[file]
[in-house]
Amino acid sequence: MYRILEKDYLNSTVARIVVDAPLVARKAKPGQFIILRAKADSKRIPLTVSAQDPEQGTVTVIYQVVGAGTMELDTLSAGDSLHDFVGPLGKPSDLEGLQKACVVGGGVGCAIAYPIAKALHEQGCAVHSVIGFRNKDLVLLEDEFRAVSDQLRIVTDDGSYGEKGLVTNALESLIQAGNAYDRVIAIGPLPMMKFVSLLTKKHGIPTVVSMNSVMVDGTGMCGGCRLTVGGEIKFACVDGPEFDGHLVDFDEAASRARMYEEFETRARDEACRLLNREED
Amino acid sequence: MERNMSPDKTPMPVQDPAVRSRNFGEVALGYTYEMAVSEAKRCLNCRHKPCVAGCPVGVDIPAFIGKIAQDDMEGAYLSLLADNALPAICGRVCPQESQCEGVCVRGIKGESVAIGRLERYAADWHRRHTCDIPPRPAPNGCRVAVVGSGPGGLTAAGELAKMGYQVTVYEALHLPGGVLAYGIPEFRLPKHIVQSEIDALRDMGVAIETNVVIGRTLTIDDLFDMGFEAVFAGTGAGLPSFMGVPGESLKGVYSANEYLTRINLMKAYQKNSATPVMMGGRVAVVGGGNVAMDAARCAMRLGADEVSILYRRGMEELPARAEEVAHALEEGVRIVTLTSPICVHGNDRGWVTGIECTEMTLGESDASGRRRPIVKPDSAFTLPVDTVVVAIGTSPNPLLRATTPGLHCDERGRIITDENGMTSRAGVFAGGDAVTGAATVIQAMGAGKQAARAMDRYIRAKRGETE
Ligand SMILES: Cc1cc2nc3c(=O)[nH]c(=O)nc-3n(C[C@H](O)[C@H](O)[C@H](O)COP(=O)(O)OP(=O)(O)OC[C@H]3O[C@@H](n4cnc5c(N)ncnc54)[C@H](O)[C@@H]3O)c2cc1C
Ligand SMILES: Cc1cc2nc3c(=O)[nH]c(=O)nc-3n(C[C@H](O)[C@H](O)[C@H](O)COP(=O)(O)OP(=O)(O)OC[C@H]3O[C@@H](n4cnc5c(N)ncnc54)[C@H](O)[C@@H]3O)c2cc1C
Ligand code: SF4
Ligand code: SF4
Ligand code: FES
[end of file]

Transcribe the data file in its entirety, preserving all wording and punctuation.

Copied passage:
[in-house]
Amino acid sequence: MYRILEKDYLNSTVARIVVDAPLVARKAKPGQFIILRAKADSKRIPLTVSAQDPEQGTVTVIYQVVGAGTMELDTLSAGDSLHDFVGPLGKPSDLEGLQKACVVGGGVGCAIAYPIAKALHEQGCAVHSVIGFRNKDLVLLEDEFRAVSDQLRIVTDDGSYGEKGLVTNALESLIQAGNAYDRVIAIGPLPMMKFVSLLTKKHGIPTVVSMNSVMVDGTGMCGGCRLTVGGEIKFACVDGPEFDGHLVDFDEAASRARMYEEFETRARDEACRLLNREED
Amino acid sequence: MERNMSPDKTPMPVQDPAVRSRNFGEVALGYTYEMAVSEAKRCLNCRHKPCVAGCPVGVDIPAFIGKIAQDDMEGAYLSLLADNALPAICGRVCPQESQCEGVCVRGIKGESVAIGRLERYAADWHRRHTCDIPPRPAPNGCRVAVVGSGPGGLTAAGELAKMGYQVTVYEALHLPGGVLAYGIPEFRLPKHIVQSEIDALRDMGVAIETNVVIGRTLTIDDLFDMGFEAVFAGTGAGLPSFMGVPGESLKGVYSANEYLTRINLMKAYQKNSATPVMMGGRVAVVGGGNVAMDAARCAMRLGADEVSILYRRGMEELPARAEEVAHALEEGVRIVTLTSPICVHGNDRGWVTGIECTEMTLGESDASGRRRPIVKPDSAFTLPVDTVVVAIGTSPNPLLRATTPGLHCDERGRIITDENGMTSRAGVFAGGDAVTGAATVIQAMGAGKQAARAMDRYIRAKRGETE
Ligand SMILES: Cc1cc2nc3c(=O)[nH]c(=O)nc-3n(C[C@H](O)[C@H](O)[C@H](O)COP(=O)(O)OP(=O)(O)OC[C@H]3O[C@@H](n4cnc5c(N)ncnc54)[C@H](O)[C@@H]3O)c2cc1C
Ligand SMILES: Cc1cc2nc3c(=O)[nH]c(=O)nc-3n(C[C@H](O)[C@H](O)[C@H](O)COP(=O)(O)OP(=O)(O)OC[C@H]3O[C@@H](n4cnc5c(N)ncnc54)[C@H](O)[C@@H]3O)c2cc1C
Ligand code: SF4
Ligand code: SF4
Ligand code: FES